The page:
514 F2d 648 United States v. Jones
514 F.2d 648
UNITED STATES of America, Plaintiff-Appellee,
Calvin Mayfield JONES, Defendant-Appellant.
United States Court of Appeals,
June 13, 1975.
Ray L. Ledbetter, Jr., Birmingham, Ala., (Court-appointed), for defendant-appellant.
Wayman G. Sherrer, U. S. Atty., Melton L. Alexander, Asst. U. S. Atty., Birmingham, Ala., for plaintiff-appellee.
Appeal from the United States District Court for the Northern District of Alabama.
Before THORNBERRY, MORGAN and RONEY, Circuit Judges.
Appellant Calvin Mayfield Jones, seeks reversal of his conviction for possession of unregistered sawed-off shotguns in violation of 26 U.S.C. § 5861(d). He argues there was insufficient evidence, that certain evidence was improperly admitted, that the trial court made prejudicial comments so as to deprive him of a fair trial, and that its instructions were erroneous. We find these arguments to be without merit and affirm the convictions.
Appellant and one L. C. Young were indicted for possession of unregistered sawed-off shotguns. Young pleaded guilty prior to trial and testified for appellant at trial. On the morning of July 26, 1974, Deputy Sheriff Simpson of the Tuscaloosa County, Alabama Sheriff's Dept. was on his way to work when he noticed a '72 Ford with Michigan plates pulled over on the side of the road. He noticed the car had two black occupants and one white one. He stopped his car and went up and inquired if they were having car trouble. At this time he noticed one of the sawed-off shotguns. He removed it from the car. At the same time he pulled his service revolver and told the occupants to get out of the car. He found another sawed-off shotgun and some shells in the back seat. Appellant was in the front seat on the passenger side, Young was driving, and Arthur Bush was in the back seat. It developed that the car was stolen. Young pleaded guilty on that charge too.
Bush testified for the government at trial. He stated Young came by his house early that morning. They then went and picked up appellant. He testified that appellant and Young discussed explosives, discussed a job that hadn't worked out regarding the Cordova Bank, but that the next time they would decoy the cops. He stated they also discussed a bootlegger who carried $2-3000 in cash on him at all times. Young disputed the story. He stated one of the guns belonged to Bush. He testified they were going to a bootlegger's house to get whiskey for appellant. During the course of Bush's testimony a floor plan of the Cordova Bank which had been found in the car was introduced into evidence. Appellant objected to its admission. During Young's testimony he was advised of the perjury statutes by the judge.
Sufficiency of the evidence is governed by the standard set out in Glasser v. United States, 1941, 315 U.S. 60, 62 S.Ct. 457, 86 L.Ed. 680. The evidence must be viewed in the light most favorable to the government. Here the government's case established that the shotguns were not registered to appellant, that he and Young, a multiply convicted felon, were engaged in a plan to rob the Cordova Bank, and also to rob a bootlegger. Bush had previously seen one of the guns in Young's possession. They jury could infer from the circumstances of the case that both Young and appellant had constructive possession of the firearms. See United States v. Richardson, 5 Cir., 1974, 504 F.2d 357, another unregistered firearms case, where there were three occupants of the car. We held there could be shared possession of a sawed-off shotgun.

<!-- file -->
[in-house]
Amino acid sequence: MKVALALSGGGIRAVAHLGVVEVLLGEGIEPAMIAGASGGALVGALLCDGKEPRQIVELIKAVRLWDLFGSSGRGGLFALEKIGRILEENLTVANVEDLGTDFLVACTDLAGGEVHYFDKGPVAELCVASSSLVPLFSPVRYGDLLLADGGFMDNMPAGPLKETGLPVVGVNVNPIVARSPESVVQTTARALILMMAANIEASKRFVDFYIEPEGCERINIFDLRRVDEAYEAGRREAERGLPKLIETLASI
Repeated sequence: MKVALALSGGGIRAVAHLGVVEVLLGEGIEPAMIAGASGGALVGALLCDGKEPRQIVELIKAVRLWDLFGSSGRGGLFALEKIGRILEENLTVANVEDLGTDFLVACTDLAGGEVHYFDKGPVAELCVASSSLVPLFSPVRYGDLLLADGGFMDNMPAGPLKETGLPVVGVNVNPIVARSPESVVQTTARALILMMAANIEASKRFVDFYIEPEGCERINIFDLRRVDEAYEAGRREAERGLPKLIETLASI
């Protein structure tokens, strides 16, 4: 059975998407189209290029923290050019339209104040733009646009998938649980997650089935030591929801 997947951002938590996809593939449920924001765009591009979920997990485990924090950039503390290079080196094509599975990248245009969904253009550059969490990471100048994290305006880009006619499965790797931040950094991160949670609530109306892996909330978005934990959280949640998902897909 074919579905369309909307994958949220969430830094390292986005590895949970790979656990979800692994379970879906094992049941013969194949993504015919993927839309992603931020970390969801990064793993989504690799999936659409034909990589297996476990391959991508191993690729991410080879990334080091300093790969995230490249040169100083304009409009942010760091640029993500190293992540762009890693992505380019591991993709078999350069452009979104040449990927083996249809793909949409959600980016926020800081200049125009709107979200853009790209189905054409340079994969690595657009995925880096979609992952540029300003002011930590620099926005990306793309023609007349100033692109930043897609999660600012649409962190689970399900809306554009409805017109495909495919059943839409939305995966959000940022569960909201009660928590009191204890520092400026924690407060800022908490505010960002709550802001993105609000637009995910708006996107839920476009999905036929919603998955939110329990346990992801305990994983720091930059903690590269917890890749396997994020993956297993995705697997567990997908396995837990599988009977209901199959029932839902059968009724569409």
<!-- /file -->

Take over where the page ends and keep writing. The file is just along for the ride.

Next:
Appellant objected to the admission of the drawing of the Cordova Bank, found in the trunk of the car. He alleged it was shown to the jury before it was properly introduced into evidence, and no foundation was laid for its proper introduction. He also argues the drawing is evidence of another crime. The drawing was identified by Deputy Simpson as the one he removed from the car when he inventoried its contents. It was then shown to Bush who testified as to conversations about it, and it was then introduced into evidence. The trial court has discretion in passing on the admissibility of evidence, and its ruling will not be disturbed absent a clear showing of abuse. United States v. Pearson, 5 Cir., 1975, 508 F.2d 595. No such showing has been made here. The procedure followed was proper.
Appellant now objects to the trial judge's comments during the testimony of his witness Young. The court asked Young if he had an attorney present, if he wanted one, and if he was aware of the perjury statutes. Appellant made no objection to this inquiry at the time of trial. It had already been brought out that Young had pled guilty to the shotgun charge, and to interstate transportation of a stolen motor vehicle. He had escaped from a Michigan prison where he was serving a manslaughter sentence, and he had previously been convicted of rape and armed robbery. He was a demonstrably hostile witness. Under the circumstances there is no merit in appellant's contention that this isolated comment was of such magnitude or so pervaded the trial that appellant was denied a fair trial. See Gordon v. United States, 5 Cir., 1971, 438 F.2d 858.
Appellant now objects to the court's instructions to the jury. He argues the court should have instructed them on his exchange with Young and as to the treatment of the Cordova Bank drawing. No objection was made to the court's instructions at the time of trial, thus they are governed by the plain error rule of F.R.Cr.P. 30 and 52(b), 18 U.S.C.A. When viewed as a whole, the court's instructions were appropriate and complete. This allegation lacks merit.
A review of the record reveals no errors of law.